Stretching myself

Tuscan Autumn

Plates have always been a challenge for me.  My first instructor was very traditional and refused to show me how to make plates until I had made about 3 dozen casseroles.  Ugh.  It became a joke, but unfortunately it created a lot of fear around plates and kept me from making them for years.

According to my survey of potters, plates and teapots are tied for the hardest forms to make.  Non-potters don’t often understand.  The reason is the wide base of the form.  The clay has to be well compressed, or it will crack.  The foot ring also has to be placed just right or the pot will slump or crack.

I have experimenting with plates on and off over the last few years.  But after seeing a call for entry for dinner ware at NECEA, I decided to commit more time and create plates that spoke of me. No small challenge for a potter who likes to heavily alter her work.

I have enjoyed the challenge.  They are tough but I am happy to say that I have not had an S-crack yet.   After throwing many and some bold experimentation with slip, I finally came up with a design that I really like.  While still functional, they still have the suggestion of movement that is strive for in my work.  Of course, there are numerous things I want to improve and refine, but life would be boring  if  stopped improving.

This post includes a few samples of complete sets, along with a prototype tray that I have been working on. I am happy to report that these place settings and the tray were recently accepted to Dining In III at the 18 Hands Gallery in Houston, Texas. This is always a great show.  It runs from August 7 through 31.

The Gloaming



About Claytastic

Health coach. Writer. Teacher. Artist. Living an amazing life with MS. Interested in bringing peace and beauty into people's lives.
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2 Responses to Stretching myself

  1. carter says:

    Laurie, these sets look really good!

    Your post struck a chord. Last night I taught my students to make teapots, and I was thinking back to my own first exploration of the form. I was probably a bit more advanced than my current students and I was off in my own world happily making teapots when my instructor at the time dropped a few comments that totally discouraged me from continuing to make them or even enjoying what I had done. Kind of like what you described about your own experience with plates.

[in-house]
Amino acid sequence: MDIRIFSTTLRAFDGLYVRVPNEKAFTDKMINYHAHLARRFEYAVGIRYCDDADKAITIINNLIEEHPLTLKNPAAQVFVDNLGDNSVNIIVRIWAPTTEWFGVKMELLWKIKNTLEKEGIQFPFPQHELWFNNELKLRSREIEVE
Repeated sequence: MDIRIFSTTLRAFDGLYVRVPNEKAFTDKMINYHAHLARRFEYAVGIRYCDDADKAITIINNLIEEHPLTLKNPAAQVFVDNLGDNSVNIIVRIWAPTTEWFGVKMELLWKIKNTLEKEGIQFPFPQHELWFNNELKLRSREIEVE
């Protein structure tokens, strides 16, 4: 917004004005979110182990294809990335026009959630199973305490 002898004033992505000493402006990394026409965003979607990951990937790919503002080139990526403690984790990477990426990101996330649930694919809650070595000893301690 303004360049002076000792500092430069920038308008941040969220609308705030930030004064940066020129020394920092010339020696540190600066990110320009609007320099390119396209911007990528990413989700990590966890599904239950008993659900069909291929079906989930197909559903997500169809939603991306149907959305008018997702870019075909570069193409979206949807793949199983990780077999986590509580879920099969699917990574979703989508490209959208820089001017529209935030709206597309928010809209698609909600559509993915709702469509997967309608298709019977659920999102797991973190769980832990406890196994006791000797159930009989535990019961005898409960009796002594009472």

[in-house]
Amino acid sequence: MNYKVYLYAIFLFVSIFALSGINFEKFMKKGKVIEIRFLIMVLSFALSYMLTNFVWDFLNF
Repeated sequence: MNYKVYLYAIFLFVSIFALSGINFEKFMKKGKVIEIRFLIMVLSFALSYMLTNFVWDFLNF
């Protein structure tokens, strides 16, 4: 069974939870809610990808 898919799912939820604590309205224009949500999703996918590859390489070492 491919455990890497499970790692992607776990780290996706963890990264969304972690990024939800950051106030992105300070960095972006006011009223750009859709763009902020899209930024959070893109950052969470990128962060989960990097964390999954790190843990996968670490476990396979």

It is so ridiculous for an instructor to intentionally or even unintentionally put limits on a student’s exploration or enjoyment of clay, unless perhaps the situation is an apprenticeship. But short of that, the only focus should be how best to enjoy your time with clay, even in an academic classroom setting. I try to argue that making better pots will lead a student to more enjoyment of the process and that it may take a certain amount of focus to do this, but I always insist that there are no rules and that if you are having fun you are at least doing something right.

    Being taught to fear parts of the process or fear making certain forms is entirely counter productive. Fear should be the last thing that informs a process of creative expression. At one point when I was teaching plates to my intermediate students I had them throw plates large enough for the base to fit the whole wheel head and then showed them how to pick this form directly up off the wheel. No fear. Being able to do things with confidence opens doors of opportunity and is profoundly liberating. The more things you feel you are able to do, the better your understanding of the medium and the processes involved. The better your understanding, the greater your imagination and the greater your confidence in being able to figure things out. Operating from a stance of fear only closes off options and limits what can actually be learned.

    I am glad you overcame your fears of plate making. I like the plates of yours that I have seen, and it looks like you are having some fun making them despite the challenges. Well done! And congratulations on the acceptance in the show at 18 Hands Gallery!

    • Carter, Thanks so much. I really am having fun with these.

      This is such a tough thing to navigate as an instructor. I have a friend who started making teapots long before her skills were there because she so loved the form. Our instructor (yes the same guy) was not particularly supportive. She changed instructors and has worked hard on the form. She now makes the most precious teapots you can imagine.

      I start officially teaching in the fall. This will be something I will have to be very conscious of. Clay is fun. And yes, it can be frustrating to try a new form you aren’t quite ready for, but there is no reason to discourage the exploration. Exploration is part of the joy.

      BTW, it has taken me about 6 years to finally get a teapot form where I like all the parts and how they work together.

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